In the preamble up to a provincial election here in Nova Scotia, I would like to state that there are some troubling aspects in our newly revised Elections Act that will present a significant barrier to exercising our democratic rights as citizens.
One such issue has to do with the candidate filing fees required by Elections Nova Scotia. In the revised act, the filing fee doubled from $100 to $200. Filing fees have always been a deterrent to smaller parties, but a 100% increase in fees can be construed as an attempt to either bankrupt smaller parties or deter them from running a full slate of candidates. With 51 electoral districts this amounts to $10,200 that smaller parties are practically guaranteed to never see again.
Section 71 (ii) of the Nova Scotia Elections Act states that any party that receives less than 10% of the total vote will not have their filing fee reimbursed. Parties that receive more than 10% will be cheerfully refunded. Big parties win. Small parties lose. Too bad, so sad.
In other jurisdictions in Canada, this provision has been successfully challenged on Charter grounds, and struck down by the courts, including the Superior Court of Ontario.
From the Nova Scotia Elections Act:
Return of nomination deposit:
71 (1) The Chief Electoral Officer shall return the nomination deposit of a candidate to
(a) the candidate’s official agent if the candidate
(i) is elected,
(ii) receives not less than ten per cent of the valid votes cast in the electoral district in the election in which the candidate stood for election, or
(iii) dies before the close of the polls on election day;
or (b) the candidate’s official agent if nomination documents are superseded and withdrawn pursuant to Section 70.
(2) In all other cases, the Chief Electoral Officer shall transfer the nomination deposit to the Minister of Finance for deposit into the General Revenue Fund of the Province. 2011, c. 5, s. 71.
In recent years the Green Party of P.E.I. challenged the province to do away with a $200 deposit required by every candidate seeking a nomination in provincial elections – and the party was ready to take its fight to provincial court. The party retained a lawyer to challenge this provision in the Elections Act, saying the deposit discouraged new and third parties from getting involved in politics because paying money to participate in the electoral process is a deterrent to citizens participating fully in the democratic process. It took a lawyer’s letter and threat of court action to have it quickly and quietly changed.
The PEI amendment struck down an unconstitutional provision allowing government to seize the $200 candidate deposit from every candidate who does not get at least half as many votes as the winning candidate.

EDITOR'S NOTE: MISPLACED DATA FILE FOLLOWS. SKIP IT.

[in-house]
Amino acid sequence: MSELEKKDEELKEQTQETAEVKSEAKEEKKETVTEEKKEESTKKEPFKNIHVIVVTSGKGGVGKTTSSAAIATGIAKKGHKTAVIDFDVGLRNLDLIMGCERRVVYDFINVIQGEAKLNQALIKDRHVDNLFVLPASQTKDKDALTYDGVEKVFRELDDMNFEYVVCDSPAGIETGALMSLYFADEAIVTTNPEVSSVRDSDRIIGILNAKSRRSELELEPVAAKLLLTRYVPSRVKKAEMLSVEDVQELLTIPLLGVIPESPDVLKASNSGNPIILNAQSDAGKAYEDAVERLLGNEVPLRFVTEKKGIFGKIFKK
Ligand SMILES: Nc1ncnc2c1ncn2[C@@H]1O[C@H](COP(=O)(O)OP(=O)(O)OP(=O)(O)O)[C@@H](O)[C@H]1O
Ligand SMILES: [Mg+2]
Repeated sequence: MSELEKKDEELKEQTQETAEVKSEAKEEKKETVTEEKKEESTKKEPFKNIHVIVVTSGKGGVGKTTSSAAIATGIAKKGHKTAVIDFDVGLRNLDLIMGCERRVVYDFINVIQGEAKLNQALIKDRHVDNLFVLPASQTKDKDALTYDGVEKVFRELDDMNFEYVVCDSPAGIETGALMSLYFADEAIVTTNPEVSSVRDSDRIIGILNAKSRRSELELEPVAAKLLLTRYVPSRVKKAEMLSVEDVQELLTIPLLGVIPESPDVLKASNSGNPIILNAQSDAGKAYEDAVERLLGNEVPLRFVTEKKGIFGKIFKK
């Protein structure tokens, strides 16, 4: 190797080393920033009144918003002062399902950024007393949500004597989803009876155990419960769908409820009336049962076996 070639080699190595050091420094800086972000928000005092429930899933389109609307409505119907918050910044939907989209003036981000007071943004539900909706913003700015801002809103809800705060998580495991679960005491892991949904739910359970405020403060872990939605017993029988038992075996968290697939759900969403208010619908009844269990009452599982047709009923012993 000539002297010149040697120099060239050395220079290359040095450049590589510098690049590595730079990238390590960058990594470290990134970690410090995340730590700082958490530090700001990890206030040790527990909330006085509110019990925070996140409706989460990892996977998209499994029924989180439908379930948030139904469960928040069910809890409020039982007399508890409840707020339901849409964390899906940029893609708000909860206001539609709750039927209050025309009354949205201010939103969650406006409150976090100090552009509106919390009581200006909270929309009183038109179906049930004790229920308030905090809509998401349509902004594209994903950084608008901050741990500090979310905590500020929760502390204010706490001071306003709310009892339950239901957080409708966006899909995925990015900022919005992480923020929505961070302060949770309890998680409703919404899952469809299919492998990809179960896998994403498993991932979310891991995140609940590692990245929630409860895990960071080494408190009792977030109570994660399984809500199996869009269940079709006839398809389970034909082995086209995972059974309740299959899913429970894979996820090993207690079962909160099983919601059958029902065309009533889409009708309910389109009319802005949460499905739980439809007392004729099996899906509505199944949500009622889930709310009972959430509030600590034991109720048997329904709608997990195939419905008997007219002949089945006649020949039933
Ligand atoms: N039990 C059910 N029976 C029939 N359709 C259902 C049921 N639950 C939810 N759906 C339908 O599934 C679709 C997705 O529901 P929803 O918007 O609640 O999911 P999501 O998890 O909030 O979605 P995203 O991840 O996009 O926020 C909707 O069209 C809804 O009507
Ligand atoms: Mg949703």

Similarly, Section 71 of the revised Nova Scotia Elections Act requires each candidate in a provincial election to post a deposit of $200, a 100% increase from the old Elections Act. Candidates will only have their deposit refunded if they are elected, die during the campaign, or if they receive at least 10% of the total votes cast. This is a direct assault on smaller parties with limited resources. Larger, well funded parties get their money back. Smaller parties do not.
Jurisdictions that require hefty deposits justify it by saying the deposit is put in place to ensure only serious candidates enter provincial elections, especially when so much administrative work goes into the nomination process. It shows that the candidate would have to be serious about running before they would pay that deposit.
But in a court case in Ontario, the judge said that there was no basis for those kinds of assumptions. He said in fact, frivolous candidates might actually be willing to spend a lot more than $200 to get a platform for themselves.
Similar provisions in Canada’s and Ontario’s election acts were held unconstitutional in two separate decisions of the Superior Court of Ontario in 1999 and 2007. The courts found that such deposit requirements interfered with the rights of candidates and supporters of small parties to participate in elections and contravened the electoral fairness required by section 3 of the Canadian Charter of Rights and Freedoms.
The Supreme Court of Canada has also ruled that elections act requirements that interfere with the rights of smaller political parties to play a meaningful role in the electoral process contravene the Charter.
It would behoove this government to correct this situation before embarking on their campaign journey.